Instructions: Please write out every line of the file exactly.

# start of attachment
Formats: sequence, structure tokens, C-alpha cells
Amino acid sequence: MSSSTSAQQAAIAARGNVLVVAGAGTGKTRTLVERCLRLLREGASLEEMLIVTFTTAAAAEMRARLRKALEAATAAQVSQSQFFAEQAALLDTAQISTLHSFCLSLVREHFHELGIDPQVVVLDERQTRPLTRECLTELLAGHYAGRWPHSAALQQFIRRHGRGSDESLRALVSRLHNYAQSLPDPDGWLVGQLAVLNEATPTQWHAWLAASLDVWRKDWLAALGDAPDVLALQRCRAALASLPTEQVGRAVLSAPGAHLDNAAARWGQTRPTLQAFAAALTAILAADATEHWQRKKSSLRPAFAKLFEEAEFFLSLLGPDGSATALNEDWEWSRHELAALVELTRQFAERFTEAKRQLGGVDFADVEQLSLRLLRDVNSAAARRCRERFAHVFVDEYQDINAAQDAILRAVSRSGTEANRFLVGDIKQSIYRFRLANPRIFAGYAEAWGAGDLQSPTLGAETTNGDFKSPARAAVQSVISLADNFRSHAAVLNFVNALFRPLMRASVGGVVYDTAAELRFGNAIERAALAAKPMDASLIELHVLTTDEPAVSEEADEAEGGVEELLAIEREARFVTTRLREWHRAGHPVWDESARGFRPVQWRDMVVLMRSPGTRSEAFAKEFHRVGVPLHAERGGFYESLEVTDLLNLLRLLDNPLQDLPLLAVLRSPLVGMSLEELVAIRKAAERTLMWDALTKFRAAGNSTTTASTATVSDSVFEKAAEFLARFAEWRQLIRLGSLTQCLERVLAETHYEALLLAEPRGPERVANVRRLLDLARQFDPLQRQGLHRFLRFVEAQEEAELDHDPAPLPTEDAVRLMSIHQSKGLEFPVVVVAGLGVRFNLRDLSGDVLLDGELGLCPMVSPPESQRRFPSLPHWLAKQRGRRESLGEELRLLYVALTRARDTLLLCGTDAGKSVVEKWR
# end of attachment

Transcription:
Formats: sequence, structure tokens, C-alpha cells
Amino acid sequence: MSSSTSAQQAAIAARGNVLVVAGAGTGKTRTLVERCLRLLREGASLEEMLIVTFTTAAAAEMRARLRKALEAATAAQVSQSQFFAEQAALLDTAQISTLHSFCLSLVREHFHELGIDPQVVVLDERQTRPLTRECLTELLAGHYAGRWPHSAALQQFIRRHGRGSDESLRALVSRLHNYAQSLPDPDGWLVGQLAVLNEATPTQWHAWLAASLDVWRKDWLAALGDAPDVLALQRCRAALASLPTEQVGRAVLSAPGAHLDNAAARWGQTRPTLQAFAAALTAILAADATEHWQRKKSSLRPAFAKLFEEAEFFLSLLGPDGSATALNEDWEWSRHELAALVELTRQFAERFTEAKRQLGGVDFADVEQLSLRLLRDVNSAAARRCRERFAHVFVDEYQDINAAQDAILRAVSRSGTEANRFLVGDIKQSIYRFRLANPRIFAGYAEAWGAGDLQSPTLGAETTNGDFKSPARAAVQSVISLADNFRSHAAVLNFVNALFRPLMRASVGGVVYDTAAELRFGNAIERAALAAKPMDASLIELHVLTTDEPAVSEEADEAEGGVEELLAIEREARFVTTRLREWHRAGHPVWDESARGFRPVQWRDMVVLMRSPGTRSEAFAKEFHRVGVPLHAERGGFYESLEVTDLLNLLRLLDNPLQDLPLLAVLRSPLVGMSLEELVAIRKAAERTLMWDALTKFRAAGNSTTTASTATVSDSVFEKAAEFLARFAEWRQLIRLGSLTQCLERVLAETHYEALLLAEPRGPERVANVRRLLDLARQFDPLQRQGLHRFLRFVEAQEEAELDHDPAPLPTEDAVRLMSIHQSKGLEFPVVVVAGLGVRFNLRDLSGDVLLDGELGLCPMVSPPESQRRFPSLPHWLAKQRGRRESLGEELRLLYVALTRARDTLLLCGTDAGKSVVEKWR